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Microsoft Surface Laptop 7 review: Success at last

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Ever since Apple’s MacBooks switched to the company’s homegrown M-series chips, Windows users have wondered when a similar revolution would happen to their machines. To Microsoft’s credit, it hasn’t been for a lack of trying. Way back in 2012, the company released the with an Arm-based processor, which is the same architecture used in Apple’s silicon. Unfortunately, a tiny app library, sluggish performance and limited software compatibility made using one full-time kind of frustrating. Then in 2017, Microsoft renewed its efforts with . This led to systems like the , which sported gorgeous hardware that was once again marred by lackluster processing power and spotty software support.

But as the old adage goes: If at first you don’t succeed, try, try again. And after more than a decade of starts and stumbles, Microsoft has done it. By combining the powerful Oryon cores in Qualcomm’s and with its new , Microsoft has turned the Surface Laptop 7 (and its sibling, the ) into a nearly ideal productivity machine.

Engadget

While some apps still need extra support to run on Windows on Arm, the Surface Laptop 7 and Qualcomm’s Snapdragon X Elite chip have combined to create a nearly ideal platform for everyday productivity.

Pros

  • Slick design
  • Excellent battery life
  • Good performance
  • Bright display
  • Powerful Prism emulator
  • Responsive haptic touchpad
Cons

  • Some apps and games still don’t play nicely with Arm-based chips
  • No OLED display option

$1,300 at Microsoft

While the Surface Laptop 7 (or 7th Edition as Microsoft likes to call it) features fancy new silicon inside, not much has changed on the outside. But I’m not complaining. It has a sleek all-aluminum chassis with clean, minimalist lines, but doesn’t look like a MacBook. Microsoft has also made a few small tweaks like the addition of rounded corners on its display, a new haptic touchpad (similar to what’s on the ) and a dedicated key for Copilot (more on that later).

Like before, the Surface Laptop 7 is available in two sizes. The smaller one features a slightly larger 13.8-inch display than before (up from 13.5) while the bigger model has stayed pat at 15 inches. There are also two USB 4 Type-C slots, one USB-A 3.1 jack, a microSD card reader and Microsoft’s magnetic Surface Connect port. So nothing unusual, but more than enough connectivity to handle most situations. And with the 13-inch model weighing just under three pounds (2.96 lb) and the 15-inch option coming in at 3.6 pounds, both versions won’t add much extra heft to your bag.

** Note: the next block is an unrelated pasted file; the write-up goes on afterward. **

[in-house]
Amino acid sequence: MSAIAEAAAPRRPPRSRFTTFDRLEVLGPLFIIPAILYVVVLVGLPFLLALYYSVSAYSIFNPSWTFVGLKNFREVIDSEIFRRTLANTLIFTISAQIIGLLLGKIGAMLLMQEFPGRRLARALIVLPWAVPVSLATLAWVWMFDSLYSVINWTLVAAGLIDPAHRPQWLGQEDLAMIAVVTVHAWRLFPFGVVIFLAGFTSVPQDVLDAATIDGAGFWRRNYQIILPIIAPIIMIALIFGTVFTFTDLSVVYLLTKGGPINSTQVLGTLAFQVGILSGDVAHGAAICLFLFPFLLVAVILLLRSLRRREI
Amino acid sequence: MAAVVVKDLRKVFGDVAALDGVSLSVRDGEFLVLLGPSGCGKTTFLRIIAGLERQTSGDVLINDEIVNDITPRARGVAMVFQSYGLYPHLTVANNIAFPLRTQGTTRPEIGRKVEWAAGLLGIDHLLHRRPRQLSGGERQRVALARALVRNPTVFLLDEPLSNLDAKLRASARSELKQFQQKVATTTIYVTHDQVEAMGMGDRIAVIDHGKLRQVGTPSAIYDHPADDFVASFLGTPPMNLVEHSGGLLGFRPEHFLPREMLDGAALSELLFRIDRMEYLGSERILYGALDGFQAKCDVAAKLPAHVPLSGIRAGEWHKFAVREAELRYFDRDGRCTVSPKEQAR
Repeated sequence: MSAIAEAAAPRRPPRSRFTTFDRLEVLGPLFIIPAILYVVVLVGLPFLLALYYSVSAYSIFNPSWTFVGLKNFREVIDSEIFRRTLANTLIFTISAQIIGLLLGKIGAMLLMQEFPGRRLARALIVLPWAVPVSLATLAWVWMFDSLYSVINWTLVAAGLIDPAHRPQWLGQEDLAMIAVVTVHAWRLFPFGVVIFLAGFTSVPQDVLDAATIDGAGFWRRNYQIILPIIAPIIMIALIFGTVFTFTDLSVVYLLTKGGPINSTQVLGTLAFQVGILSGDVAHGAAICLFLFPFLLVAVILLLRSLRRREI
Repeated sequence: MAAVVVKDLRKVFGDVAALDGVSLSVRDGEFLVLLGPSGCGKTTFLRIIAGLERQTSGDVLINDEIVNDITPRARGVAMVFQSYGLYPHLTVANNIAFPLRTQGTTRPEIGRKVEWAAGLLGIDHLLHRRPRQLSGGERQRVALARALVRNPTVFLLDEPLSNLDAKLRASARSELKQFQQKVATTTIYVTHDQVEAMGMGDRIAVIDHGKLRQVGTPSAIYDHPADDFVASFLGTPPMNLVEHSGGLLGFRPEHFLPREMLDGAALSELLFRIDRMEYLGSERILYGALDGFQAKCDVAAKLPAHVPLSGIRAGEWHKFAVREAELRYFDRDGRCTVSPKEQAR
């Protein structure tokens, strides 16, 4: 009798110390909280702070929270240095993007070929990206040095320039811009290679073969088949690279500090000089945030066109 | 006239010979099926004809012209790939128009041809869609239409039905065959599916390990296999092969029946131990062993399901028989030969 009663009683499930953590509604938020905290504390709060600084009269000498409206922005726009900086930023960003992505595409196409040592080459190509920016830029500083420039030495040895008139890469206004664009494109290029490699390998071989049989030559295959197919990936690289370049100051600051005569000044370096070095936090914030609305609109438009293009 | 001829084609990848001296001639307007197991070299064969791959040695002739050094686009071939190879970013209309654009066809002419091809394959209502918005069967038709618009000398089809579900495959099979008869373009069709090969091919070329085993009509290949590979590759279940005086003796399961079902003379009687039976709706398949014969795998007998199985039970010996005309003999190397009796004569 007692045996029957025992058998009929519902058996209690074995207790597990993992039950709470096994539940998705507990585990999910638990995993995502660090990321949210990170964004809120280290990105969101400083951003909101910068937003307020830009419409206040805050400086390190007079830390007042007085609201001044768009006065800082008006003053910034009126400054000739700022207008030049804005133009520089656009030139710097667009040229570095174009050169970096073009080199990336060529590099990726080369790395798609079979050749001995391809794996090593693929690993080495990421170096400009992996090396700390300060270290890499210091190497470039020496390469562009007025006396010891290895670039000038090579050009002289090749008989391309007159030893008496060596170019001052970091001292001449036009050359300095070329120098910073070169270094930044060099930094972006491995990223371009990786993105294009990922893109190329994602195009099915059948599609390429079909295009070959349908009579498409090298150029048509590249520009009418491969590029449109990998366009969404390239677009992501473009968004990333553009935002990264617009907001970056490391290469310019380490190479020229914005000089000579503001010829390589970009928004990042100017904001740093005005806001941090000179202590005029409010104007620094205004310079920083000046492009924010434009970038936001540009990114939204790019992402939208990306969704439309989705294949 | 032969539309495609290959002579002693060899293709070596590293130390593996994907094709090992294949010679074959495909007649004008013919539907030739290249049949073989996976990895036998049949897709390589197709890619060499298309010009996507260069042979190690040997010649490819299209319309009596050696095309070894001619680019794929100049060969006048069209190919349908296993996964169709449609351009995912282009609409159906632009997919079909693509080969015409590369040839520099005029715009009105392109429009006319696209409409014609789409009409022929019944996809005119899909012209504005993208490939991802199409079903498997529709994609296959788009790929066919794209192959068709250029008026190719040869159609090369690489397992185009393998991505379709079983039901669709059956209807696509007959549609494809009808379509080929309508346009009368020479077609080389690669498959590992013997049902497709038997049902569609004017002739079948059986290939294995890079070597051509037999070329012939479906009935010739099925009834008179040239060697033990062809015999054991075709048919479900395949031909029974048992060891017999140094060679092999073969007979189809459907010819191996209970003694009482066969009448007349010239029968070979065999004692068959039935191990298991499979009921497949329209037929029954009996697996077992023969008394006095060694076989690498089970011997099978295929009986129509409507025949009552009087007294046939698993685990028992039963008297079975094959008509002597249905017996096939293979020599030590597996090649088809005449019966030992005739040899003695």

Between Qualcomm's Snapdragon X Elite chip and Microsoft's Prism emulator, the Surface Laptop 7 represents a major breakthrough for Arm-based Windows laptops. Between Qualcomm's Snapdragon X Elite chip and Microsoft's Prism emulator, the Surface Laptop 7 represents a major breakthrough for Arm-based Windows laptops.

Photo by Sam Rutherford/Engadget

As for the display itself, the 15-inch PixelSense LCD display on our Surface Laptop 7 review unit is top-notch. On top of its 120Hz refresh rate, it’s been color-calibrated to deliver accurate hues while also offering great brightness (over 600 nits on a full white screen) and 10-point touch support. It’s even covered by Gorilla Glass 5 to prevent scratches and abrasion. I just wish there was the option to upgrade to an OLED panel like you can on the Surface Pro 11.

The most impressive thing about the Surface Laptop 7 is just how normal it feels. It’s super responsive, has instant wake times and just generally feels extremely speedy. But the best part is that you often can’t even tell the difference between running native Arm software or when the laptop is using Microsoft’s Prism emulator in the background to seamlessly translate apps originally designed for x86 chips. It’s really that smooth.

In benchmarks, the Snapdragon X Elite chip delivers on Qualcomm’s lofty performance claims. For example, in Geekbench 6, the Surface Laptop 7 posted multicore scores of 14,400, which is higher than a similarly equipped with an Intel Core Ultra 7 155H chip (11,920). In fact, the X Elite in the Surface even managed to top the Core Ultra 9 CPU inside an , which maxed out at 12,798.

The right side of the Surface Laptop 7 features Microsoft's magnetic Surface Connect port and a microSD card reader. The right side of the Surface Laptop 7 features Microsoft's magnetic Surface Connect port and a microSD card reader.

Photo by Sam Rutherford/Engadget

However, it’s important to note that the performance of the X Elite chip is based on how much juice it gets. On the 15-inch Surface Laptop 7, Microsoft allocates up to 30 watts to the processor. But on the smaller 13-inch model, it caps out at 20 watts, so while it should still be pretty fast, you will get better performance on the larger option. And though the Surface Laptop 7 isn’t fanless like a MacBook Air, even under load the notebook rarely got above a whisper quiet.

Finally, while most tools and apps just kind of work regardless of what architecture they were designed for, with Windows PCs still relatively early in the transition (at least this go around) to Arm-based systems, there are a handful of major apps that need a bit more time. Some of the big ones are Adobe products like Illustrator and InDesign, , while updated versions of After Effects and Premier Pro might not arrive until closer to the end of 2024.

The Surface Laptop 7 features a new haptic touchpad that's very accurate and responsive. The Surface Laptop 7 features a new haptic touchpad that's very accurate and responsive.